In the past few years, Google has become known for more than just its iconic search engine. You know, the one that tells you at a moment's notice the population of San Diego or what movie won the best picture Oscar in 1952 (1.3 million and "An American in Paris," respectively).
It's also become known for its Jetson's-like ambitions: cars shuttling people around sans human drivers, high-flying balloons that beam Wi-Fi to remote regions, and nanoparticles that aim to detect cancer in early stages.
When you describe something as "googley" in Silicon Valley, people know what you mean -- whimsical, scientific and with a dash of free food.
It looks like some of those moon shots, called "Other Bets" in Google parlance, are starting to pay off. Google's parent company, Alphabet, said Thursday that, as a whole, those bets made $260 million in sales in the fourth quarter, compared to $150 million the year before. The costs associated with those bets also fell: The company spent $1.08 billion on Other Bets in the fourth quarter, versus $1.21 billion in the same period the year before.
Alphabet also gave us a snapshot of how its business is doing overall. In the three months ended December 31, it recorded $26.06 billion in sales, surpassing analyst forecasts of $25.22 billion.
Profit, after some costs, was $9.36 a share, falling short of analyst expectations of $9.67 per share.
"We're seeing great momentum in Google's newer investment areas and ongoing strong progress in Other Bets," Ruth Porat, Alphabet's CFO, said in a statement.
Moon shots downed
In the last few months, Google has stepped up scrutiny of its moon shots, with some of them shut down or scaled back. There are a few reasons for that. Failure comes with the territory. Astro Teller, who runs the X lab, the self-described moon shot factory that develops most of the company's secretive projects, touts a now-cliched mantra: "Fail fast."
"We work hard at X to make it safe to fail," Teller said during a keynote speech at South by Southwest last year. "We killed over 100 investigations last year alone."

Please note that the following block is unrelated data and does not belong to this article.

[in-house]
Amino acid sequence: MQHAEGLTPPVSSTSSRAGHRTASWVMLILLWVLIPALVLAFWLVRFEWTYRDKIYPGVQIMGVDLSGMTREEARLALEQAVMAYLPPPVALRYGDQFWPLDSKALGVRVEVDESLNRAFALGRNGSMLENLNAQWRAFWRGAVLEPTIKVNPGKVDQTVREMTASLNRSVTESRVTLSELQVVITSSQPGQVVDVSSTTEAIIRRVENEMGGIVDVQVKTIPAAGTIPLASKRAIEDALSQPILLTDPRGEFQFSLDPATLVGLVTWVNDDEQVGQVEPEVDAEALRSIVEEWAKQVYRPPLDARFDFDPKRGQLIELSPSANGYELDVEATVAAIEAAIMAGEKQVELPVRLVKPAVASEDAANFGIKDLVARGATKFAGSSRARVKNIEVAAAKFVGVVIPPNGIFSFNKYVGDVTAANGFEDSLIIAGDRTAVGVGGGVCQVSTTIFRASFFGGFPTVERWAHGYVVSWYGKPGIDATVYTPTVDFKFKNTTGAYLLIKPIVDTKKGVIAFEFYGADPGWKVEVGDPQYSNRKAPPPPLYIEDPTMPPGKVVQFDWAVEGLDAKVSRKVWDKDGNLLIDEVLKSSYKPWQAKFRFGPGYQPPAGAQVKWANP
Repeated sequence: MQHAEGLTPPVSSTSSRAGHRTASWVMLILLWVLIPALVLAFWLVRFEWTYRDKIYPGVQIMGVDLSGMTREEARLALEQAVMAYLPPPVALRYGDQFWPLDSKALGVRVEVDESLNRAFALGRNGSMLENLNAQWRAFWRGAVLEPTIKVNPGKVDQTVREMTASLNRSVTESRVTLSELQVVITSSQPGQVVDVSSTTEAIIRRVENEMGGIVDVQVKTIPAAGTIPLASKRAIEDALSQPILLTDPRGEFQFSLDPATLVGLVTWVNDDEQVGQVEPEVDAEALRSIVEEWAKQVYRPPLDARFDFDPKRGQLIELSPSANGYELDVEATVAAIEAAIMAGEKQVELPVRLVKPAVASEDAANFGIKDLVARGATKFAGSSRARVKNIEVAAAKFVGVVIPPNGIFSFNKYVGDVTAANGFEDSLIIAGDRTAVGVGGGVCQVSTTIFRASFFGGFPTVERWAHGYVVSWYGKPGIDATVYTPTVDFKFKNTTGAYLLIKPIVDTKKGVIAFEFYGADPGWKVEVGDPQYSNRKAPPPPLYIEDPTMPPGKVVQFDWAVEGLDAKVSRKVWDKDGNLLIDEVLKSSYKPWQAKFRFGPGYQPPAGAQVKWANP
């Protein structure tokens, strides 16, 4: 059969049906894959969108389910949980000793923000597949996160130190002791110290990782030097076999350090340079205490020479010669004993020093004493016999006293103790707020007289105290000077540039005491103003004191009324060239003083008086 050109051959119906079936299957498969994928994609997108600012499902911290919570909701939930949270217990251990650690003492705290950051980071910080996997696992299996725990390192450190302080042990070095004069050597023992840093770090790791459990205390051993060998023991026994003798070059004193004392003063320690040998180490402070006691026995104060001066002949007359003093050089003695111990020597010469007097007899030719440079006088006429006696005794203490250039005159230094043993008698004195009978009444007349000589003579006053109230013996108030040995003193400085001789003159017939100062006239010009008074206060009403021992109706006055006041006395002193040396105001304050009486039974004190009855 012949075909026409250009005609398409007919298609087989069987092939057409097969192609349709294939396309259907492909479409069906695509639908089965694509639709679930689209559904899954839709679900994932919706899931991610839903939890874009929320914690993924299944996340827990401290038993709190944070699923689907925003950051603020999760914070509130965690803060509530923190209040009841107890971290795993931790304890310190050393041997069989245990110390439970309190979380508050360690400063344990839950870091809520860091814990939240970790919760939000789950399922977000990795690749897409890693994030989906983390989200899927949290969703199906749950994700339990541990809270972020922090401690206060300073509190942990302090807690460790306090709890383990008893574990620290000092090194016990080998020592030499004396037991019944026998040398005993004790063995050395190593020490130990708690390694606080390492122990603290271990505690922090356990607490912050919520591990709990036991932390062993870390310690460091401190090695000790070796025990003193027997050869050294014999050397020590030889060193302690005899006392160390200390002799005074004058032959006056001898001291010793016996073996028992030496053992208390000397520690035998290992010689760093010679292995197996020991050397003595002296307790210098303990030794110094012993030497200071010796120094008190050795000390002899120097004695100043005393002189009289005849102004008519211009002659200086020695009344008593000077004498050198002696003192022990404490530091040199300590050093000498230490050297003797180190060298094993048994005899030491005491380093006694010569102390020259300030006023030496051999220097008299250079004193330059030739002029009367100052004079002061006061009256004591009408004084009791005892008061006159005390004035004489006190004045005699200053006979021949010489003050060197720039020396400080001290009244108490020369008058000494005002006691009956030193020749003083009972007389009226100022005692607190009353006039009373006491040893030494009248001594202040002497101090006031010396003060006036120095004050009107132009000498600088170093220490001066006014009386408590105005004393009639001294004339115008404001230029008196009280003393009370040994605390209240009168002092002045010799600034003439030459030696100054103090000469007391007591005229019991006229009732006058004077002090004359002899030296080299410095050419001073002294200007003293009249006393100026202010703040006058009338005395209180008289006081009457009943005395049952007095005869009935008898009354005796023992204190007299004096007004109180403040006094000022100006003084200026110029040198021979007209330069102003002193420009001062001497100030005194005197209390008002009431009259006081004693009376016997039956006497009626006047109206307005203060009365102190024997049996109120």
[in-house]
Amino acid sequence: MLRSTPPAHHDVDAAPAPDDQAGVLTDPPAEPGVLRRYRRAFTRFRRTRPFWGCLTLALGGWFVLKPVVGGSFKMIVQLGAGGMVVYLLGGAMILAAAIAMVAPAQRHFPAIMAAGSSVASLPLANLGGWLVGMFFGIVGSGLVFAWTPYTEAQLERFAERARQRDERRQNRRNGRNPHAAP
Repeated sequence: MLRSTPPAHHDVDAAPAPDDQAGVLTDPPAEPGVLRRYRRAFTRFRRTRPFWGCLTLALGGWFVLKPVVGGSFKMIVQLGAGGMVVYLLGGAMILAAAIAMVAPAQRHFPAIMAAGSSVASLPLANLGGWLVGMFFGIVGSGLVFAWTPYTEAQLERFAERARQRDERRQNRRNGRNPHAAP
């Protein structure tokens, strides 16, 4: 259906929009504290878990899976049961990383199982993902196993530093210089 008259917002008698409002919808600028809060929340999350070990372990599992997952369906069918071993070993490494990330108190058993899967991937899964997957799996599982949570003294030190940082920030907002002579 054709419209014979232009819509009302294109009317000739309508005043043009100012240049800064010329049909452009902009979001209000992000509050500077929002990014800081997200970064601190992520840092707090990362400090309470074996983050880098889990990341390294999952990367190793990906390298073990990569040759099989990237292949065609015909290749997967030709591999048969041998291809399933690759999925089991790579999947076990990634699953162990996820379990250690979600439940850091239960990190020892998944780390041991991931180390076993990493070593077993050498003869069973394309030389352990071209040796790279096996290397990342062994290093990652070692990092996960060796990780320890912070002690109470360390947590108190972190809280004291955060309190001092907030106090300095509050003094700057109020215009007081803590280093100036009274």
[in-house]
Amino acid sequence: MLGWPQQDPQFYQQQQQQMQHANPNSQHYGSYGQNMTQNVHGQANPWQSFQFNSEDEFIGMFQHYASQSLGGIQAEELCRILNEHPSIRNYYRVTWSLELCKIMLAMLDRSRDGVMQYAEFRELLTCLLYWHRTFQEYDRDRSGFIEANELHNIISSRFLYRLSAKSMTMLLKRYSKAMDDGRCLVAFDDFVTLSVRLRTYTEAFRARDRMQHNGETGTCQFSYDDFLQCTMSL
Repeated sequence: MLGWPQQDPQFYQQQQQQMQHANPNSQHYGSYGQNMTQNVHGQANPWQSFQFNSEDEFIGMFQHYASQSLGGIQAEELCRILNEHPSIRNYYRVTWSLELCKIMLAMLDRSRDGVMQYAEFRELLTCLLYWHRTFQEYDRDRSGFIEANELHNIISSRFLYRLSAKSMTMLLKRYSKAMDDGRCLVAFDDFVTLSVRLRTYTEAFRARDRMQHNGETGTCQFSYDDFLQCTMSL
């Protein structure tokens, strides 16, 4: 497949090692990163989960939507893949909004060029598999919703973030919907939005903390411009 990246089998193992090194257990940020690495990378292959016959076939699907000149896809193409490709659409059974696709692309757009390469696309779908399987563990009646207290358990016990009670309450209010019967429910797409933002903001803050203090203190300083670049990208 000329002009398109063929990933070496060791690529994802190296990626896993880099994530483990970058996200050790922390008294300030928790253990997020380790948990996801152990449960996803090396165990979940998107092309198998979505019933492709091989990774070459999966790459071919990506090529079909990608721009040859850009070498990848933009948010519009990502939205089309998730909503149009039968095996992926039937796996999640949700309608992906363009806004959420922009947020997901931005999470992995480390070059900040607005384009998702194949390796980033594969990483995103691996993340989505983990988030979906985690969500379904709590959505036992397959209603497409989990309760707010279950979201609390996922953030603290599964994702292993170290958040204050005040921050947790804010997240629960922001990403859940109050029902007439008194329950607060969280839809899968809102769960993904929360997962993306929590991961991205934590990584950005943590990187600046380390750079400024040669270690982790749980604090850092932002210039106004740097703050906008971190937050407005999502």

Another likely reason is Porat, chief money minder. A Morgan Stanley veteran, she arrived in March 2015 to great fanfare. "Ruthless Ruth," as she's reportedly called among Google's rank and file, is apparently notorious for cutting projects deemed too expensive or that haven't captured the excitement of Alphabet CEO Larry Page.
"The internal transparency we've provided to our business leaders across the Other Bets and Google is helping us to allocate resources more thoughtfully across the opportunities that we see," Porat said during a conference call with analysts Thursday.
It's hard to argue with her calls. After her first earnings report on the job, Google's market value swelled by $60 billion the next day, the biggest one-day gain for any company in history.
But while that's no doubt tickled Wall Street, it's come at the expense of some of those pie-in-the-sky, dare-to-dream projects.
Among some of the scaled-back efforts: the robotics division. It was started by Android creator Andy Rubin, who built it up thanks to an acquisition spree that included at least 11 companies in 2013. But after Rubin left Google in 2014, the effort was rudderless. The robotics division was eventually swallowed up by X, before Teller disbanded it and instead organized teams around specific problems and projects in which robotics could play a part.
The company also decided to halt expansion of its high-speed internet service, called Fiber, though it will continue operations in eight cities where it's already in place. Google also scaled back its efforts with drones and is now mostly focusing on trying to use them as a delivery service for things like pizza and groceries instead of for spreading internet connectivity.
"As we reach for moon shots that will have a big impact in the longer-term, it's inevitable that there will be course corrections along the way," Porat said in October. "Some efforts will be more successful than others."
Update, January 30, 2:33 p.m. PT: Adds more information regarding Google's robotics division.
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